Many people have been celebrating as 2019 marks forty years since the climax of protests to save the rainforests of northern NSW from clear-felling by foresters. It was the first environmental protest in Australia and led to protests which saved Tasmania’s Franklin River and other areas. But there is a sadness, as the area was not spared by the fires which have burnt so much land in eastern Australia. Sue Higginson, now an environmental lawyer was 19 when she protested to save the forests of Terania Creek. She reflects on what was achieved. ABC reporter Leah White reports on recent changes to laws which lessen environmental protection aid developers and threaten protesters and now, what has been lost by fire, and Scott Stephens, a contributor to the ABC RN’s ‘Minefield’ asks why we mourn the loss of animals, but not trees. He asks why our concern for people, fauna and not flora when, without the flora and the fungi, we are nowhere. How short-sighted are we? Will we learn? It will show in the way we vote. This is also a podcast for listeners.
In a previous blog, I focused on The Songs of Trees: Nature’s Great Connectors by David George Haskell. Look at it. And read Overstory by Richard Powers, winner of the 2019 Pulitzer Prize.
Jonathan Happold is a veterinarian and epidemiologist based in Canberra. He wrote his poem, Melanoma Country on 2nd January 2020 as south east Australia was on fire. He included the following:
I wrote Melanoma Country in the hours before evacuating from the South Coast of New South Wales, Australia, on 2nd January.
As an Australian – it was simply an expression in response to the bushfires. Shortly after Christmas, I drove to the coast through dry and dusty paddocks, and forests of tall Spotted Gums that had been rendered black and sepia after fires in early December. I walked through tinder-dry patches of unburnt forest to the edge of a national park that was unrecognisable in its bleakness. Earlier, I’d been on the edges of an active fire ground, helping mates on a farm prepare for the threat that loomed on a dark and reddening horizon.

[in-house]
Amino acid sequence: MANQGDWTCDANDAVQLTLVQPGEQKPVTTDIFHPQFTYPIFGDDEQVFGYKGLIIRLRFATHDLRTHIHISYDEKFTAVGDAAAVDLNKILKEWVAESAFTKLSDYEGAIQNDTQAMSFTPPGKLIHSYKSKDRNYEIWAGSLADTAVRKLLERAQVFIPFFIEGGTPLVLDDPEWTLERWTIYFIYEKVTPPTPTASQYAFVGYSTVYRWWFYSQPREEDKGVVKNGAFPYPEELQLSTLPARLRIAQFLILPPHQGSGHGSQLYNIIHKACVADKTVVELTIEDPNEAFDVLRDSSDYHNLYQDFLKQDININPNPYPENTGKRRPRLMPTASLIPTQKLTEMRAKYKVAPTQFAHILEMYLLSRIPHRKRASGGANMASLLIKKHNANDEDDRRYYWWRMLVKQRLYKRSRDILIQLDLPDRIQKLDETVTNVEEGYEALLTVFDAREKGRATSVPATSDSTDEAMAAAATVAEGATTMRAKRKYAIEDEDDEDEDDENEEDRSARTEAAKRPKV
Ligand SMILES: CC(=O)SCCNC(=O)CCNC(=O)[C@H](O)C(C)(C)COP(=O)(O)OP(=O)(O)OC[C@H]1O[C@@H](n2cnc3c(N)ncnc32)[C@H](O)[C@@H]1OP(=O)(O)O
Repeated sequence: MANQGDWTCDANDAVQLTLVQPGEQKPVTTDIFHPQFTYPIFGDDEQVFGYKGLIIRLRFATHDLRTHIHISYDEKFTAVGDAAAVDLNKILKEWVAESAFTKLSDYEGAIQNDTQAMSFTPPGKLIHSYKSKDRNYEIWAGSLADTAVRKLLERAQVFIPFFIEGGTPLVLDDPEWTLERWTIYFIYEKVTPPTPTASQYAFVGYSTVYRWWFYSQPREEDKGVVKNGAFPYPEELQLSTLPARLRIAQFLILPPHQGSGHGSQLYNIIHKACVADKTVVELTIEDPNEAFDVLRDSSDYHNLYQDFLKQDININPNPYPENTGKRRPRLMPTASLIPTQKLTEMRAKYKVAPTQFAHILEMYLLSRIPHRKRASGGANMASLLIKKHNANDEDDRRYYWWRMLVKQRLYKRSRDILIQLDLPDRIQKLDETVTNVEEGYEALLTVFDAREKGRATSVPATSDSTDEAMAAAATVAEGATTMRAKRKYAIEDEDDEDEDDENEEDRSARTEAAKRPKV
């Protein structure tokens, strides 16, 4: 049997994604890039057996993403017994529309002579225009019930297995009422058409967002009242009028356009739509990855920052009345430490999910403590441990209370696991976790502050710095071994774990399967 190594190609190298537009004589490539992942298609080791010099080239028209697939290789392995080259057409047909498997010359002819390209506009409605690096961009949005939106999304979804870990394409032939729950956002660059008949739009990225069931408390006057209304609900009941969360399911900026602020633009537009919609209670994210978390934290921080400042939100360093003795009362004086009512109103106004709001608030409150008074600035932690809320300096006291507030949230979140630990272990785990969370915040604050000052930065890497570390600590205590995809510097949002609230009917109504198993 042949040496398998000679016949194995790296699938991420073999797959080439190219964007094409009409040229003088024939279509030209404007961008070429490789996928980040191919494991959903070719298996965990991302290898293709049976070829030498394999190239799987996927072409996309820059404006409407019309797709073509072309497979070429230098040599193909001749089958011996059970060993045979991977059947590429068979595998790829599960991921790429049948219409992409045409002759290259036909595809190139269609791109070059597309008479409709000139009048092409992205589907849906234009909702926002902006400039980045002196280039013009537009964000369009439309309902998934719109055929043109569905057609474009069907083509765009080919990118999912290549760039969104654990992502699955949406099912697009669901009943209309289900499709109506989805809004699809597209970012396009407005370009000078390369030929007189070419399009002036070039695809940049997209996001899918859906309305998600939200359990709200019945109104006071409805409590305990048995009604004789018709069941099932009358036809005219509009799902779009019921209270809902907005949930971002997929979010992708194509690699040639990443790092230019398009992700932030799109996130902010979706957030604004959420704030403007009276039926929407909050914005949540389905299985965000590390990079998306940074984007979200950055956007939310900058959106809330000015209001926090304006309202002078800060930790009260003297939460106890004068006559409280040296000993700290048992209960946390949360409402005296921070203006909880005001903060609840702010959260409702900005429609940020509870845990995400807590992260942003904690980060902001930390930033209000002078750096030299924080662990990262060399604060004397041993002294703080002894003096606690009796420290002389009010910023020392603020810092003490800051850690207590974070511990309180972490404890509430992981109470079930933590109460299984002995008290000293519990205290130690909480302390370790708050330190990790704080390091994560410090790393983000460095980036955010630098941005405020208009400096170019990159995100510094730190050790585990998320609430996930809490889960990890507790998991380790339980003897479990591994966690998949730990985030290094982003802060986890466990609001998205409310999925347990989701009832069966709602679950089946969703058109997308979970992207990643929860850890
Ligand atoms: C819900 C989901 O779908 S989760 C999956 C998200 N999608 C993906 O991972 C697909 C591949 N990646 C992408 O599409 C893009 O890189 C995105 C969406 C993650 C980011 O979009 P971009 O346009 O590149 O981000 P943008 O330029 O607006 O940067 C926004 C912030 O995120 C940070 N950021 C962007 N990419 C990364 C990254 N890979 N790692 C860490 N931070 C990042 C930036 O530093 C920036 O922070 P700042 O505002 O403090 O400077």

The words of Dorothea Mackellar’s famous poem came to mind – ‘I love a sunburnt country… of droughts and flooding rains’ – and the words didn’t resonate as once they might have done. In the face of climate change, the romance of droughts, floods and a perpetually ‘sunburnt’ country is wearing thin.
And hence the idea of Melanoma Country – Australia isn’t just sporting a tan anymore: it’s ‘sunburn’ (read: effects of climate change) has become dangerously cancerous.
As a veterinarian – I’m deeply saddened by the loss and suffering of wildlife and livestock, and worried by the impacts of climate change on our farming communities. Images of burnt animals are horrifying and it’s hard to get your head around the scale of destruction of wildlife and their habitats.
Also as a veterinarian and epidemiologist, I work in an area of science that is fundamentally about understanding cause and effect, and critically appraising evidence. So it concerns me greatly that denial of human-induced climate change still appears to have traction in some quarters of politics, the media and society.
As a father of two young kids I am worried about their future. It saddens me that they won’t be able to enjoy many of the places of natural beauty in south-eastern Australia that I enjoyed as a kid. It troubles me that the ‘new normal’ that they inherit may well be – in so many ways – less secure and less nourishing for mind, body and soul. And it angers me to see policy and politics in Australia being so incredibly short-sighted and bereft of a deep sense of what really matters.
And as someone who senses the urgency of the climate situation – it is time to get serious about addressing the mess that we’ve created. The effects of climate change are happening now; it hurts and it’s really costing us. We need to turn this thing around through mitigation, not just adaptation. I don’t want to adapt to summers like this! And we need to do it through personal responsibility and political action. When I wrote the poem, it seemed even more futile than holding a hose to 20m flames. But if every single one of us does something, then perhaps there’s cause for hope. Duration: 2min 47sec Broadcast: Sat 18 Jan 2020, 12:05pm
A dead koala in a burnt-out forest on Kangaroo Island famed as Australia’s “Galapagos” for its unique and abundant wildlife. Now, the charred forest floor is littered with corpses of animals incinerated by the blazes that swept through in early January 2020. Peter Parks/Gerry Images